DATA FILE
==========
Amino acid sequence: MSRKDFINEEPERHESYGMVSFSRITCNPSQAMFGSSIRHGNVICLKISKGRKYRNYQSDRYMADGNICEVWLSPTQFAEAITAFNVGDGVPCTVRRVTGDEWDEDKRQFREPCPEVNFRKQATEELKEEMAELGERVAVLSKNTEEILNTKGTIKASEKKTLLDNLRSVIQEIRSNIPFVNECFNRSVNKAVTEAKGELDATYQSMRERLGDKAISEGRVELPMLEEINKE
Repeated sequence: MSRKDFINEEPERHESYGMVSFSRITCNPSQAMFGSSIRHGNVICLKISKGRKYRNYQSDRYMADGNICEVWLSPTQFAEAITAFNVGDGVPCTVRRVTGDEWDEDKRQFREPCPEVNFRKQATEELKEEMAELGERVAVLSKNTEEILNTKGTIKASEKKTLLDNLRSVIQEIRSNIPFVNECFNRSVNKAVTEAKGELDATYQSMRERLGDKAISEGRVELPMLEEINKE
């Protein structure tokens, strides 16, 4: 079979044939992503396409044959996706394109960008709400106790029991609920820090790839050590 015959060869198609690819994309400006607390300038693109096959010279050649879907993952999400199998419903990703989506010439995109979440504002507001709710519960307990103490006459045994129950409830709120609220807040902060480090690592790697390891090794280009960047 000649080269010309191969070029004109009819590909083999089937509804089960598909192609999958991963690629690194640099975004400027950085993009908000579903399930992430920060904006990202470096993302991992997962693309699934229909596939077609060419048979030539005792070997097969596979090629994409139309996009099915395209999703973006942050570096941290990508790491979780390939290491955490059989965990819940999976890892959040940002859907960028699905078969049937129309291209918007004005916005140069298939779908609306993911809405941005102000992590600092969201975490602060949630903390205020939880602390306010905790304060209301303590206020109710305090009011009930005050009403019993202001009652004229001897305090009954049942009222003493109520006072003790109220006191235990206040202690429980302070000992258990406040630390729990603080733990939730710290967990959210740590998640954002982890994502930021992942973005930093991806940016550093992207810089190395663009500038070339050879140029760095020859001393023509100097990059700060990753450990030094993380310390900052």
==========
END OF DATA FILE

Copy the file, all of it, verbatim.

Amino acid sequence: MSRKDFINEEPERHESYGMVSFSRITCNPSQAMFGSSIRHGNVICLKISKGRKYRNYQSDRYMADGNICEVWLSPTQFAEAITAFNVGDGVPCTVRRVTGDEWDEDKRQFREPCPEVNFRKQATEELKEEMAELGERVAVLSKNTEEILNTKGTIKASEKKTLLDNLRSVIQEIRSNIPFVNECFNRSVNKAVTEAKGELDATYQSMRERLGDKAISEGRVELPMLEEINKE
Repeated sequence: MSRKDFINEEPERHESYGMVSFSRITCNPSQAMFGSSIRHGNVICLKISKGRKYRNYQSDRYMADGNICEVWLSPTQFAEAITAFNVGDGVPCTVRRVTGDEWDEDKRQFREPCPEVNFRKQATEELKEEMAELGERVAVLSKNTEEILNTKGTIKASEKKTLLDNLRSVIQEIRSNIPFVNECFNRSVNKAVTEAKGELDATYQSMRERLGDKAISEGRVELPMLEEINKE
């Protein structure tokens, strides 16, 4: 079979044939992503396409044959996706394109960008709400106790029991609920820090790839050590 015959060869198609690819994309400006607390300038693109096959010279050649879907993952999400199998419903990703989506010439995109979440504002507001709710519960307990103490006459045994129950409830709120609220807040902060480090690592790697390891090794280009960047 000649080269010309191969070029004109009819590909083999089937509804089960598909192609999958991963690629690194640099975004400027950085993009908000579903399930992430920060904006990202470096993302991992997962693309699934229909596939077609060419048979030539005792070997097969596979090629994409139309996009099915395209999703973006942050570096941290990508790491979780390939290491955490059989965990819940999976890892959040940002859907960028699905078969049937129309291209918007004005916005140069298939779908609306993911809405941005102000992590600092969201975490602060949630903390205020939880602390306010905790304060209301303590206020109710305090009011009930005050009403019993202001009652004229001897305090009954049942009222003493109520006072003790109220006191235990206040202690429980302070000992258990406040630390729990603080733990939730710290967990959210740590998640954002982890994502930021992942973005930093991806940016550093992207810089190395663009500038070339050879140029760095020859001393023509100097990059700060990753450990030094993380310390900052």